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 HH, Sir Godfrey Gregg D.Div

My soul thirsteth for God, for the living God: when shall I come and appear before God?” Psalm 42:2

When the psalmist wrote this he was a fugitive in hiding somewhere across Jordan. He had been driven out by rebellion from Jerusalem, which is the city of the living God. To you and me, rich in the truth of Christ, that would not make God seem far away. And doubtless, the psalmist also had been taught that Jehovah was the God of the whole earth. Yet with an intensity of feeling which we of the New Covenant are strangers to, he associated Jehovah with the locality. He felt that to be distant from the Holy City was somehow to be distant from his Deity. And so, in a great sense of loneliness and in a thirsty land where no waters were, he cried out, “My soul thirsteth for the living God.” Many times that is the way I feel here in these United States of America and I am longing for the day when I will be back in the homeland the land of the blessed.

But when a poet speaks out of a burning heart, he always speaks more wisely than he realizes. When the soul is true to its own prompting, it is true to generations yet unborn. In the exact sciences, you say a thing, and it keeps forever the measure of its origin. But when an inspired poet says a thing, it endlessly transcends its origin. For science utters only what it knows, but poetry utters what it feels, and in the genuine utterance of feeling there is always the element of immortality. No one worries about the atoms of Lucretius, but the music of Jim Reeves is not dead. No one feeds upon the Schoolmen now, but thousands are feeding upon Dante. And the psalmist may have been utterly astray in his measurements of the sun and stars, but taught of God, he never was astray in the more wonderful universe of the soul. That is why we can take his words and strip them of all reference to locality, or there is not one of us, whatever his circumstances, who is not an exile beyond Jordan and thirsting for the living God.

Spiritual Thirst Indicates the Certainty of God

Now it seems to me that such spiritual thirst involves the ultimate certainty of God. It is an assurance that is never antiquated, an argument that never fails. I thirst for water, and from a thousand hills, I hear the music of the Highland streams. I thirst for happiness, and in the universe, I find the sunshine and the love of children. I thirst for God–and to me it seems incredible that the universe should reverse its order now, providing liberally for every lesser craving but not for the sublimest of them all. I don’t think, if such had been the case, that Christ would have said, “Seek, and ye shall find.” For then we should have sought the lesser things and found them to our heart’s content, but when we sought the greatest things of all, would have been hounded empty from the door.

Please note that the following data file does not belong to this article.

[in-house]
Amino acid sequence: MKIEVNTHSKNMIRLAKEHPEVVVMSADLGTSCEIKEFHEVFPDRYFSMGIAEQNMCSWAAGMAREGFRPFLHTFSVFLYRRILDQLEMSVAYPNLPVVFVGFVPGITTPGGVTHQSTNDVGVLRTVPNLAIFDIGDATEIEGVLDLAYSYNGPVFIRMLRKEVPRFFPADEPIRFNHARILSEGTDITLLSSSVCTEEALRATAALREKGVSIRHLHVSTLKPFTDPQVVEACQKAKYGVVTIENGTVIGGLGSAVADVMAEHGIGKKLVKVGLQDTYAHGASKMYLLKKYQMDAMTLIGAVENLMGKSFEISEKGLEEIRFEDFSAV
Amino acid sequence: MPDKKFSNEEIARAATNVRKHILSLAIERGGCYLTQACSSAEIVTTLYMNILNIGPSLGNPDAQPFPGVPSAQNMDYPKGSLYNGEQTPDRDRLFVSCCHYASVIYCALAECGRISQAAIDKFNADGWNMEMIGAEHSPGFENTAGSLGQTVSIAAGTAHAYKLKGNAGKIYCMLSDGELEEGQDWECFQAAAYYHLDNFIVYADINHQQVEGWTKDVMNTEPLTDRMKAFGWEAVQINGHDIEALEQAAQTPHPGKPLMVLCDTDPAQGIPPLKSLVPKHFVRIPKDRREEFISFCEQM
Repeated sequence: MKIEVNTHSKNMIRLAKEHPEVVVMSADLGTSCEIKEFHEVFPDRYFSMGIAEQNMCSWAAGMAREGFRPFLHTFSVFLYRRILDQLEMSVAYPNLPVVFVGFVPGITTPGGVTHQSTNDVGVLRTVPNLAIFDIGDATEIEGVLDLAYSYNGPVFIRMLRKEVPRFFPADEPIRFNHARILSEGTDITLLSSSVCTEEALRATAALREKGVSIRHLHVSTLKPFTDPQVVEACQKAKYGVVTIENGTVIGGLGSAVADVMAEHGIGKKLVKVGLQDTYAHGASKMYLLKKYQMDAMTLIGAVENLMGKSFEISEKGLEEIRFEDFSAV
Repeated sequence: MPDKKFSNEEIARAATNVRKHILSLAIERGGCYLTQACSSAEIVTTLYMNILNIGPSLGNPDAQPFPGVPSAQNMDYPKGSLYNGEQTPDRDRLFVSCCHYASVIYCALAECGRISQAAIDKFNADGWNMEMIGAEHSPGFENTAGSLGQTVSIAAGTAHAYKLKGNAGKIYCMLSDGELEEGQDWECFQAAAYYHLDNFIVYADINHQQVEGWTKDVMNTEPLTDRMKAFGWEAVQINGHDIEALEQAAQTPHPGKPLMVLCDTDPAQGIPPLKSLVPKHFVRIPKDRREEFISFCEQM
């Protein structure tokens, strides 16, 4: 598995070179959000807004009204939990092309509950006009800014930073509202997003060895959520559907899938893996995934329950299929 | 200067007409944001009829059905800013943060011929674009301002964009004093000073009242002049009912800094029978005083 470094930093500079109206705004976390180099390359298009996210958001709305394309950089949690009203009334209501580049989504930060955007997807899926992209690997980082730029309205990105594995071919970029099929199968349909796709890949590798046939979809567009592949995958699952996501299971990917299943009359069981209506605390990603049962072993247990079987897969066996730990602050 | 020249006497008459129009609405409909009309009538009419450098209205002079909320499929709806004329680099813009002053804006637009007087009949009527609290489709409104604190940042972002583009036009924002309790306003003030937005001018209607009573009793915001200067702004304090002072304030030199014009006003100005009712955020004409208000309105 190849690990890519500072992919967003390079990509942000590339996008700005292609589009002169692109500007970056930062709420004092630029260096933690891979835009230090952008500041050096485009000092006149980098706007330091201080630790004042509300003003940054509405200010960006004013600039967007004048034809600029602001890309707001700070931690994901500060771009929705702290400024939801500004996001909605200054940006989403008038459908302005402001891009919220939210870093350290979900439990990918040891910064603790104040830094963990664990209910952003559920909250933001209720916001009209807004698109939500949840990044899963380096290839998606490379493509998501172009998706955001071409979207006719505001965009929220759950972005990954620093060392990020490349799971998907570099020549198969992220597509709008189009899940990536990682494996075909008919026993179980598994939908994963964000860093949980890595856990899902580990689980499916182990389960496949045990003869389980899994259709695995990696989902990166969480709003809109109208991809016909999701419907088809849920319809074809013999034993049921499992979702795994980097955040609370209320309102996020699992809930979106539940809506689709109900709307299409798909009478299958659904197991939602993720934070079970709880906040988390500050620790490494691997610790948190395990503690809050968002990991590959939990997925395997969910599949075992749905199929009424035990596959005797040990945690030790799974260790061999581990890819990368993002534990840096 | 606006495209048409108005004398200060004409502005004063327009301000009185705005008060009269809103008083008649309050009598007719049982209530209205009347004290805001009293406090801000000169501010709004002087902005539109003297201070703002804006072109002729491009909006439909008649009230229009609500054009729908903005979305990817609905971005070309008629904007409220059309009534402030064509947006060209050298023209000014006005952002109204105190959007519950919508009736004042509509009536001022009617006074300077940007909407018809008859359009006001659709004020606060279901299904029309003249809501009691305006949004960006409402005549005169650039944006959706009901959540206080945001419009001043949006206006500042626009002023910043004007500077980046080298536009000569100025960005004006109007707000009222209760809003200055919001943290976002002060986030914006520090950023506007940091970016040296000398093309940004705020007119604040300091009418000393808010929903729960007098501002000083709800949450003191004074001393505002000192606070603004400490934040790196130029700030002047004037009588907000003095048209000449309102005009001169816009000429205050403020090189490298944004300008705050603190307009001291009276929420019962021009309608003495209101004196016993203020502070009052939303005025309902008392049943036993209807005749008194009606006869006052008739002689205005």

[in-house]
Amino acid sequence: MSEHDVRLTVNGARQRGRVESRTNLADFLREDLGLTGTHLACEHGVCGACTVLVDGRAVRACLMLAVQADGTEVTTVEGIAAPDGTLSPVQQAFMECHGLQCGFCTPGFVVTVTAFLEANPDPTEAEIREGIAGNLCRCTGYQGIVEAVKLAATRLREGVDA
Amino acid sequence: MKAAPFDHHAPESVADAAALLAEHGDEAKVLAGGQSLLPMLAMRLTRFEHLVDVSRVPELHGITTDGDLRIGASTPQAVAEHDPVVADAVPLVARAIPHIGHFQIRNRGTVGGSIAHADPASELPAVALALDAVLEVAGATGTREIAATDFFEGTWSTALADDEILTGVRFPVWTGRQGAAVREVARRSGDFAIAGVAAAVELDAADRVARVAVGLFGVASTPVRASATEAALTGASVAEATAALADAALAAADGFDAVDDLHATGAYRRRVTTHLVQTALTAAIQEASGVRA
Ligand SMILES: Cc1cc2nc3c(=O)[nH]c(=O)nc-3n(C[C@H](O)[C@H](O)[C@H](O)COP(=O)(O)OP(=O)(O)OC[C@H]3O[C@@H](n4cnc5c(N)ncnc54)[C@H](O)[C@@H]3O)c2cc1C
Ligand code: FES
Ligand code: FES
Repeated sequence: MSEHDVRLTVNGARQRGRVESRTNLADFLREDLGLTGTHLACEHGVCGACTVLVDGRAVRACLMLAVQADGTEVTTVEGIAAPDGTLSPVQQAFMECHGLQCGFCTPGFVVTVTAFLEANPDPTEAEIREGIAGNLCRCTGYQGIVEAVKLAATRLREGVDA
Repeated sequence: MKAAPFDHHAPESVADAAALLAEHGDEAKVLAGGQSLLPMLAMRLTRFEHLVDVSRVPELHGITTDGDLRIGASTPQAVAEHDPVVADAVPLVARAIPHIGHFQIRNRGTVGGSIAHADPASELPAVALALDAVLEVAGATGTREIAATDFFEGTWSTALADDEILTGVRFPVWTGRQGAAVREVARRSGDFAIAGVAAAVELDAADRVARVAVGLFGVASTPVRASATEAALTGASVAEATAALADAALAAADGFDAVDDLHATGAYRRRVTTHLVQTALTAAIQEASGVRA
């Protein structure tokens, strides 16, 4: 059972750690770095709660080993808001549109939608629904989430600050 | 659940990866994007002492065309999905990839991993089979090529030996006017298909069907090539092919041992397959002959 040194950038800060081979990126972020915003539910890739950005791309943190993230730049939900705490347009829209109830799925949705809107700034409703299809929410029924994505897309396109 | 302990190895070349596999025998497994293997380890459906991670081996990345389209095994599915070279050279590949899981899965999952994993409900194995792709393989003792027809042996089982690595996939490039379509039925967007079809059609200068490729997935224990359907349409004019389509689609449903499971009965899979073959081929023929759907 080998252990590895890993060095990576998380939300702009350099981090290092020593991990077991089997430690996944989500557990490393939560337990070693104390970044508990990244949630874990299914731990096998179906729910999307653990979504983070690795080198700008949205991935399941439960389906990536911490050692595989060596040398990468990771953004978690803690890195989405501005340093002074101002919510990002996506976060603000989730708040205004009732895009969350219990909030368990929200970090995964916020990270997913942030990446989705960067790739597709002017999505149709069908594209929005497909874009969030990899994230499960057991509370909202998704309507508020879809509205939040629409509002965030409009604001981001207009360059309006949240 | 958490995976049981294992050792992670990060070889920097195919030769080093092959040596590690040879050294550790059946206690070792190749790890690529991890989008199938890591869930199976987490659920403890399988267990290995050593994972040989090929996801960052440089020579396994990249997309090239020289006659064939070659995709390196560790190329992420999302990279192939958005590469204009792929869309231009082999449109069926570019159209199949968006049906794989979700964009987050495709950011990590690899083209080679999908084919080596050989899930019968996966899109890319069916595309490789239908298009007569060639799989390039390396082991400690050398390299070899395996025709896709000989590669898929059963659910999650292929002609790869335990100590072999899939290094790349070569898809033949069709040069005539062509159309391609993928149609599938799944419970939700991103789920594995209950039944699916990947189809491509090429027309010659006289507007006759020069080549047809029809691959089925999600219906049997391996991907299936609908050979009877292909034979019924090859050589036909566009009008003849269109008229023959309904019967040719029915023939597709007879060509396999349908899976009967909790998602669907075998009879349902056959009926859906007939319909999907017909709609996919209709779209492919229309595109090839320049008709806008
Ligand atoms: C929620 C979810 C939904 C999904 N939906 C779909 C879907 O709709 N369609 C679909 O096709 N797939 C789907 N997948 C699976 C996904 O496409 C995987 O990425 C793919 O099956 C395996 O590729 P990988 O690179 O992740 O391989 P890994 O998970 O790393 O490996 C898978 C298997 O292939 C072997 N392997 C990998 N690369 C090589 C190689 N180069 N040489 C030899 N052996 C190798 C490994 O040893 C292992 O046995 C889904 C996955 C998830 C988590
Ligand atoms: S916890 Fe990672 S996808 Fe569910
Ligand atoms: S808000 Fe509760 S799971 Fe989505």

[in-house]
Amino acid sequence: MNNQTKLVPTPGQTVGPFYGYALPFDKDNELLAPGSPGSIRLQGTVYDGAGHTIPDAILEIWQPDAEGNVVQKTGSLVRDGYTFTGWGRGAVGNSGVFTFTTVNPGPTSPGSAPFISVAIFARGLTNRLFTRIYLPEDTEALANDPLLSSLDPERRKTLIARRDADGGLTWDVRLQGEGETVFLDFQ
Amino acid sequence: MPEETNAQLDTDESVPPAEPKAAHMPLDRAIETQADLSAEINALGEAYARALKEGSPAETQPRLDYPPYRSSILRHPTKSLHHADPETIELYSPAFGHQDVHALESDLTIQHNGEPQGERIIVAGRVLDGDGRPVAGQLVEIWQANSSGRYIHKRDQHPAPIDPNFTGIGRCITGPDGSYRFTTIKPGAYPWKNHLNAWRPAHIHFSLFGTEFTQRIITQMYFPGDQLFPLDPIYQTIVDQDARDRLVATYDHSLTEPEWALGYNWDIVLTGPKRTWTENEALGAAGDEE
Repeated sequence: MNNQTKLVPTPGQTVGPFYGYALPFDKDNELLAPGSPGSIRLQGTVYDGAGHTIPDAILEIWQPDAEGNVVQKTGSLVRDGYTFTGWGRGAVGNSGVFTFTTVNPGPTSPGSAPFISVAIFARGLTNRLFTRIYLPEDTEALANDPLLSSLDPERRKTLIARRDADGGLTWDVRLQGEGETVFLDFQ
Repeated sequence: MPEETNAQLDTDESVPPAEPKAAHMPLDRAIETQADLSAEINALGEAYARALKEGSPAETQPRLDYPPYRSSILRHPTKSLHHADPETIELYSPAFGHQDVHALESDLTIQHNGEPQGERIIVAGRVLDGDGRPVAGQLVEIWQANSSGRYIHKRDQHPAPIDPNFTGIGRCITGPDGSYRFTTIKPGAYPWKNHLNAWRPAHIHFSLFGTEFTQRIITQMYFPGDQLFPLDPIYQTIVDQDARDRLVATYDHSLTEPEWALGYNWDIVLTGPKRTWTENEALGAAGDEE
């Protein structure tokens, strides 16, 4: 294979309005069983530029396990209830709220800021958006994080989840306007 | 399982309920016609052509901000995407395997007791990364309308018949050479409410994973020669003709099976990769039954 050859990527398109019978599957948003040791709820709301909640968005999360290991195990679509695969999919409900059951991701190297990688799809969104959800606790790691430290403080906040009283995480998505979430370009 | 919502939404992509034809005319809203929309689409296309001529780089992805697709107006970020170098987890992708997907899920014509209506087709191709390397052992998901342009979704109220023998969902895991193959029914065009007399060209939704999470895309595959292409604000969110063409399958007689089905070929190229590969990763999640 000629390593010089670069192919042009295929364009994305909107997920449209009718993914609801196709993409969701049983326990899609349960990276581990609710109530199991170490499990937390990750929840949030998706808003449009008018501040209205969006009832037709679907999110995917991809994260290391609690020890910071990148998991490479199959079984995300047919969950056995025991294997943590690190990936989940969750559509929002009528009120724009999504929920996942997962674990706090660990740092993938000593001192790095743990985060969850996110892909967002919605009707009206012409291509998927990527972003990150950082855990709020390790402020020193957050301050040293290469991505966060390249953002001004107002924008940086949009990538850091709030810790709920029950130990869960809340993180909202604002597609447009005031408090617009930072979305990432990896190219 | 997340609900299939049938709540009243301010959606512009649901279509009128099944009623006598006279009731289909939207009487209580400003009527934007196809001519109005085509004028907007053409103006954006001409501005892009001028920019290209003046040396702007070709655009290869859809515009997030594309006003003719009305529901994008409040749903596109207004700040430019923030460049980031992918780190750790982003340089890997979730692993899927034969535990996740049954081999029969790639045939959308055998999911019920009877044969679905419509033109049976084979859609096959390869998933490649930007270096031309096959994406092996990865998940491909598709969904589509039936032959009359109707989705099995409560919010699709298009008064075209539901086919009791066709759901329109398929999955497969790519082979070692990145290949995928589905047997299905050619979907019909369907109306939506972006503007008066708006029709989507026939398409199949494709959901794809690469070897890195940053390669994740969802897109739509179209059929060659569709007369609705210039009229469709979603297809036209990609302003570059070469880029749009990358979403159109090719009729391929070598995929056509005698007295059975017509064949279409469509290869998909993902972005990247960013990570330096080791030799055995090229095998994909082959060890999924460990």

That is why the psalmist also said, “The fool hath said in his heart there is no God.” But there are men who have said that out of aching hearts and ruined homes. They have said it when love had proved itself treachery. For sometimes the seeming cruelty of things, and the swift blows that shatter and make desolate, have blotted out even from devout hearts the vision of the Father for a little. God never calls these broken children fools. He knows our frame and remembers we are dust. He is slow to anger and of great compassion, and He will shine upon these shadowed lives again. But the fool hath said in his heart there is no God. He scorns the verdict of his deepest being. He believes his senses which are always tricking him. He doesn’t have the courage to believe his soul. A man may say in his mind “There is no God,” and God may forgive him and have mercy on him. But only a fool can say it in his heart.

This thirst for God is sometimes very feeble, though I question if it ever wholly dies. You may live with a man for months, perhaps for years, and never light on that craving of his heart. But far away in the ranches of the West there are rough men who were cradled in our Caribbean glens, and you might live with them for months, perhaps years, and never learn that they remembered home. But some evening there will come a strain of music–some song or melody–and on that reckless company there falls a quietness and they cannot look into each other’s eyes just then: and then it doesn’t take a prophet to discover that the hunger for the homeland is not dead.

There are feelings that you can crush but cannot extirpate, and the thirst for the living God is one of these. You may blunt and deaden the faculty for God, but as long as the lamp burns, it is still there. It was that profound and unalterable faith which made our Lord so hopeful for the most hardened sinners of mankind.

Our Rest Is in God

And then remember also that men may thirst for God and never know it. That eminent scientist Romanes tells us that for twenty-five years he never prayed. He was crowned with honour in a way that falls to few–and all the time there was something lacking. It was not the craving of a disciplined mind that feels every hour how much still remains to do; it was the craving of a hungry soul that never knew it was yearning after God. Then, in the embrace of love, they met, and meeting, there was peace. So it often is when souls are restless. They are craving for they know not what. And all the time, although they little dream of it, that “know not what” is God. For as Augustine told us long ago, God has made us for Himself, and we are restless till we find our rest in Him.

Author: Godfrey Gregg

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